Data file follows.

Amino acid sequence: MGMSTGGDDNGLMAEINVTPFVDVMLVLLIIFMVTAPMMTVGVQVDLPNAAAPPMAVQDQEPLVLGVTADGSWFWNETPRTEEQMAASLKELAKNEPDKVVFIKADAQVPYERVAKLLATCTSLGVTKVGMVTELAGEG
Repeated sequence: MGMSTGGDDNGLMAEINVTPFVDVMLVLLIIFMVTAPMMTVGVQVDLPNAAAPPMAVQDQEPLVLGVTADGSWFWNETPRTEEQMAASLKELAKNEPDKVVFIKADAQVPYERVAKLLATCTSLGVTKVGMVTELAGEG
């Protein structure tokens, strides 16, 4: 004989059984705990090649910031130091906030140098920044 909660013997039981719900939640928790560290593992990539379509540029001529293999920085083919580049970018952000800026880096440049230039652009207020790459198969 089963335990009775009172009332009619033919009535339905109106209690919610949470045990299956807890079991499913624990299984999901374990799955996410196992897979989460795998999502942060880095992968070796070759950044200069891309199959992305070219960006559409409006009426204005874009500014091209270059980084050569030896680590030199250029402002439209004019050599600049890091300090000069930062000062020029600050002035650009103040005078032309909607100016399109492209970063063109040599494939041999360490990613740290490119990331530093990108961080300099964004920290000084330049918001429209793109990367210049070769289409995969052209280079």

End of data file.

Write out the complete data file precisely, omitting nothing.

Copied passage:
Amino acid sequence: MGMSTGGDDNGLMAEINVTPFVDVMLVLLIIFMVTAPMMTVGVQVDLPNAAAPPMAVQDQEPLVLGVTADGSWFWNETPRTEEQMAASLKELAKNEPDKVVFIKADAQVPYERVAKLLATCTSLGVTKVGMVTELAGEG
Repeated sequence: MGMSTGGDDNGLMAEINVTPFVDVMLVLLIIFMVTAPMMTVGVQVDLPNAAAPPMAVQDQEPLVLGVTADGSWFWNETPRTEEQMAASLKELAKNEPDKVVFIKADAQVPYERVAKLLATCTSLGVTKVGMVTELAGEG
């Protein structure tokens, strides 16, 4: 004989059984705990090649910031130091906030140098920044 909660013997039981719900939640928790560290593992990539379509540029001529293999920085083919580049970018952000800026880096440049230039652009207020790459198969 089963335990009775009172009332009619033919009535339905109106209690919610949470045990299956807890079991499913624990299984999901374990799955996410196992897979989460795998999502942060880095992968070796070759950044200069891309199959992305070219960006559409409006009426204005874009500014091209270059980084050569030896680590030199250029402002439209004019050599600049890091300090000069930062000062020029600050002035650009103040005078032309909607100016399109492209970063063109040599494939041999360490990613740290490119990331530093990108961080300099964004920290000084330049918001429209793109990367210049070769289409995969052209280079």